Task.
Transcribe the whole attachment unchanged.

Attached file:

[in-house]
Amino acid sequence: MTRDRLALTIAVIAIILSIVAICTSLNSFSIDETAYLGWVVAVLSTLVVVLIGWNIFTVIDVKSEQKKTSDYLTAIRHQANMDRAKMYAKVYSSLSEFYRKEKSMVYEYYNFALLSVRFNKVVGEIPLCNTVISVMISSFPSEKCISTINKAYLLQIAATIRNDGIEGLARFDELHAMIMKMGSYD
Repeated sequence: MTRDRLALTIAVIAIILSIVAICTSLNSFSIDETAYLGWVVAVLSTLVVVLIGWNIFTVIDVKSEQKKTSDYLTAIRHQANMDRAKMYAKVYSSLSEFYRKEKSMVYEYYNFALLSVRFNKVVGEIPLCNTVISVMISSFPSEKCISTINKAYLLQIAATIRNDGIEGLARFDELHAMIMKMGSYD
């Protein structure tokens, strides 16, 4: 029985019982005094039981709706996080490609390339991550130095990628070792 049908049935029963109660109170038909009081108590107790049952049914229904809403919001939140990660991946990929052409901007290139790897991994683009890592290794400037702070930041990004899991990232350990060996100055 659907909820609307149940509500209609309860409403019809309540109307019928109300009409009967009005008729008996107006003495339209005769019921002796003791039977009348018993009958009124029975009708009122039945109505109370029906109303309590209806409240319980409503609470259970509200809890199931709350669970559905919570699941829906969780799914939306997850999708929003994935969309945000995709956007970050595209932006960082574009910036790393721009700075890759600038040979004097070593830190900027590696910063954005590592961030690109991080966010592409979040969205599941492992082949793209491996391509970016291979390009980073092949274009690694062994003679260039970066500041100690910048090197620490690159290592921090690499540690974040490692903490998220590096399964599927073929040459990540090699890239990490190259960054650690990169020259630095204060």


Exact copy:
[in-house]
Amino acid sequence: MTRDRLALTIAVIAIILSIVAICTSLNSFSIDETAYLGWVVAVLSTLVVVLIGWNIFTVIDVKSEQKKTSDYLTAIRHQANMDRAKMYAKVYSSLSEFYRKEKSMVYEYYNFALLSVRFNKVVGEIPLCNTVISVMISSFPSEKCISTINKAYLLQIAATIRNDGIEGLARFDELHAMIMKMGSYD
Repeated sequence: MTRDRLALTIAVIAIILSIVAICTSLNSFSIDETAYLGWVVAVLSTLVVVLIGWNIFTVIDVKSEQKKTSDYLTAIRHQANMDRAKMYAKVYSSLSEFYRKEKSMVYEYYNFALLSVRFNKVVGEIPLCNTVISVMISSFPSEKCISTINKAYLLQIAATIRNDGIEGLARFDELHAMIMKMGSYD
């Protein structure tokens, strides 16, 4: 029985019982005094039981709706996080490609390339991550130095990628070792 049908049935029963109660109170038909009081108590107790049952049914229904809403919001939140990660991946990929052409901007290139790897991994683009890592290794400037702070930041990004899991990232350990060996100055 659907909820609307149940509500209609309860409403019809309540109307019928109300009409009967009005008729008996107006003495339209005769019921002796003791039977009348018993009958009124029975009708009122039945109505109370029906109303309590209806409240319980409503609470259970509200809890199931709350669970559905919570699941829906969780799914939306997850999708929003994935969309945000995709956007970050595209932006960082574009910036790393721009700075890759600038040979004097070593830190900027590696910063954005590592961030690109991080966010592409979040969205599941492992082949793209491996391509970016291979390009980073092949274009690694062994003679260039970066500041100690910048090197620490690159290592921090690499540690974040490692903490998220590096399964599927073929040459990540090699890239990490190259960054650690990169020259630095204060």